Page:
ME: How did the nickname Godfather of Social Media come about?

Functional Writing : an Interview with Josepf Haslam
“The GodFather of Social Media”

A twitter friend of mine @optioneerJM interviewed me about the future of digital marketing and she coined the phrase in that interview 

ME: What is your favorite social media platform and why?

J: My favorite platforms have changed over time, and each serves a different purpose. Today my top 3 are Instagram, Linkedin and WeChat, all for different reasons.

To Review or Not to Review

To Review or Not to Review

Review are evaluations. Is a review useful to you? Do you write them or ignore them, and have you ever considered learning how to write one that is useful and purposeful?

review writing tips
To Review or not to Review

To review or not to review…that is the question. I am propelled to write about reviews because it seems like they are everywhere. I never paid much attention to them when I lived in Montreal, mostly because I never shopped online. Now living in the U.S. I actually do look at reviews, and as a writer, I examine them with a critical eye. A good review will either give you the motivation you need or save you from making a purchase, whether for goods or services. So what makes a review worthwhile? A few of my thoughts follow.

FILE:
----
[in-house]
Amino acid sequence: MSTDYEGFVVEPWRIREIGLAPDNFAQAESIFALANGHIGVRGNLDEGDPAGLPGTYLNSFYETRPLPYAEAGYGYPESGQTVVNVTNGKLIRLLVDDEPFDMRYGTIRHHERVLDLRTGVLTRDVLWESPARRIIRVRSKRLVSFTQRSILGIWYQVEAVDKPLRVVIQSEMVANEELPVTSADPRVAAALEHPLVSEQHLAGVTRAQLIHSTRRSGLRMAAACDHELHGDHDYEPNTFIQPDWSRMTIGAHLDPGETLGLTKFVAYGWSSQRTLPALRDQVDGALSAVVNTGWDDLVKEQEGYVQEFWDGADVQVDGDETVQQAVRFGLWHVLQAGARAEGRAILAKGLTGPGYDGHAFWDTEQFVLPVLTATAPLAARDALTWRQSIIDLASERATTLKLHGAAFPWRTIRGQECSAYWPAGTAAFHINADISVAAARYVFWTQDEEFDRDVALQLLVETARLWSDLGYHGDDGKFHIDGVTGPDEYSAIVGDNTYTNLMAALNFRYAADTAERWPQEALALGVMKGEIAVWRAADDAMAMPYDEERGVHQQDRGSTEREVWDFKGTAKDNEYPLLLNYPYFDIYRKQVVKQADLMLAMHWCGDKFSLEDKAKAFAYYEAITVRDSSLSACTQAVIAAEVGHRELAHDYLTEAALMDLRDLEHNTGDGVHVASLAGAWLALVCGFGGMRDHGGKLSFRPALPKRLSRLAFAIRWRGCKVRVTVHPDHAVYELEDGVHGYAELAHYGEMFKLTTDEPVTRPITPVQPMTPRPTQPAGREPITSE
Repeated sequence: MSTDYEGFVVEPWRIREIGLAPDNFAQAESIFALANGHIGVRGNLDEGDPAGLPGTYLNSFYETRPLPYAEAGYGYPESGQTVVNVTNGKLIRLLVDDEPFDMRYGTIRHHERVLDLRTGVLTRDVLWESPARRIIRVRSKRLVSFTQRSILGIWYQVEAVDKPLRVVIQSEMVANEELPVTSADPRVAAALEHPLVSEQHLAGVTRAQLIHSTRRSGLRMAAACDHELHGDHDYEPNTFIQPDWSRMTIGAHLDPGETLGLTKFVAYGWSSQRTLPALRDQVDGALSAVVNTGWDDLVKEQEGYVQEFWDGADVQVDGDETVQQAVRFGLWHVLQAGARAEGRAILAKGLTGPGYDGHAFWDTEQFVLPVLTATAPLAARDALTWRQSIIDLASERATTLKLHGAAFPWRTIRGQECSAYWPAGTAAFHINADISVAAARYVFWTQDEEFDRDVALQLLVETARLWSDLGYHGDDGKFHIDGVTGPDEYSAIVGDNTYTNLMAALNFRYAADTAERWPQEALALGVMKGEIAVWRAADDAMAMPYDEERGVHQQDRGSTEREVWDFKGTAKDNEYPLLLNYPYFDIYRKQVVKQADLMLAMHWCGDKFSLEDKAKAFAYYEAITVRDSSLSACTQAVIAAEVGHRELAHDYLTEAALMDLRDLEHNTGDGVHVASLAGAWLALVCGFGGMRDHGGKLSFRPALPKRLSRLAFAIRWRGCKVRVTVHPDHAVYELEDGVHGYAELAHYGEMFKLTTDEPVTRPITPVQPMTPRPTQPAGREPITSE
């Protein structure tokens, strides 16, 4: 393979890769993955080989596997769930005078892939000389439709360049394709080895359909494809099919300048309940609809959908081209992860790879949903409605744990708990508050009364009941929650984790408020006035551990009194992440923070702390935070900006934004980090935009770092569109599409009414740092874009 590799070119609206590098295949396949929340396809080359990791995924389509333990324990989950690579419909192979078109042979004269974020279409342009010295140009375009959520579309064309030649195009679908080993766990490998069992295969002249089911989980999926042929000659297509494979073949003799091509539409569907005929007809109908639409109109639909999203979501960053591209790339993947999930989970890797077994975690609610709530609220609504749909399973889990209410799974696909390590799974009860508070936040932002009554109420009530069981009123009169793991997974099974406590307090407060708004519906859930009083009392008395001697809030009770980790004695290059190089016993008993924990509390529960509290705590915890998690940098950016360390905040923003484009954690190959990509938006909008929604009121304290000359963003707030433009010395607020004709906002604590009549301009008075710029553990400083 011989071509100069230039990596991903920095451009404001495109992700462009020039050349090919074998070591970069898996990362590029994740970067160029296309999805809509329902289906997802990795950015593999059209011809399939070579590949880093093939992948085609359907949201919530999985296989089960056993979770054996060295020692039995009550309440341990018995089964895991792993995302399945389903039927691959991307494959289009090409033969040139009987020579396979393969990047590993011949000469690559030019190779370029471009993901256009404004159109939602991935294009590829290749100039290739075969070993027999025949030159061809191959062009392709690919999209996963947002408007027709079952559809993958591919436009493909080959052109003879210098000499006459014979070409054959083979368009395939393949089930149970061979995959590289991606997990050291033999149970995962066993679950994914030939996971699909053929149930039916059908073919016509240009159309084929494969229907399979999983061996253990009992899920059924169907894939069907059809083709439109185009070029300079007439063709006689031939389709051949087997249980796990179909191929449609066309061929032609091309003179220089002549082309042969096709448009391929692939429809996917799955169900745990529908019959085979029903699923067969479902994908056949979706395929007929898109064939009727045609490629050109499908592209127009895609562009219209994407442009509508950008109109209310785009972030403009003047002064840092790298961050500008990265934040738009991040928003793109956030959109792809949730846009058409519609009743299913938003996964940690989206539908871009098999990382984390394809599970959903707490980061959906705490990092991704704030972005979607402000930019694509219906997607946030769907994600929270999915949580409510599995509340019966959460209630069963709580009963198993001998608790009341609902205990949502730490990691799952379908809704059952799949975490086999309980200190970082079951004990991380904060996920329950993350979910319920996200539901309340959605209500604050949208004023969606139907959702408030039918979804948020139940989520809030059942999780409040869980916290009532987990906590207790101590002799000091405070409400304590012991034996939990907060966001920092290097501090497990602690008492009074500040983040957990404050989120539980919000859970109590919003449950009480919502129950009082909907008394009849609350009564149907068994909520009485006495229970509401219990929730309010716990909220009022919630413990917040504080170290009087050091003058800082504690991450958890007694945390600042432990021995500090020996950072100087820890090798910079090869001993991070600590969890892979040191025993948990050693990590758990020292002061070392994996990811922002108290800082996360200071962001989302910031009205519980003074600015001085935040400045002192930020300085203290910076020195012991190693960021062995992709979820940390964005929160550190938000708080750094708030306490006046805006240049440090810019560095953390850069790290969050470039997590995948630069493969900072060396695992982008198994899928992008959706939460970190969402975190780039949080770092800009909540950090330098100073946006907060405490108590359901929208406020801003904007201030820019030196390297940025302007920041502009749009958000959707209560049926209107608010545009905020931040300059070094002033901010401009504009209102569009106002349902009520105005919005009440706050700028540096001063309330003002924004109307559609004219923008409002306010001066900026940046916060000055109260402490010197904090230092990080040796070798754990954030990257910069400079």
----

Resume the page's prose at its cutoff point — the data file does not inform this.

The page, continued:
Writer’s Bias

Often, you can spot a writer’s bias. Words like “hated it” or “loved it” are strong statements that indicate a very personal experience. Yes, a review should reflect personal experience, however, it should also constructive so that the reader understands where you are coming from.

 “I loved the restaurant because the waiters were patient and kind although the food was too salty for my taste buds” as opposed to “I loved the restaurant” gives the reader an indication of why you enjoyed your experience, and might be useful to the diner who enjoys good service and salty food.

Put a Title On It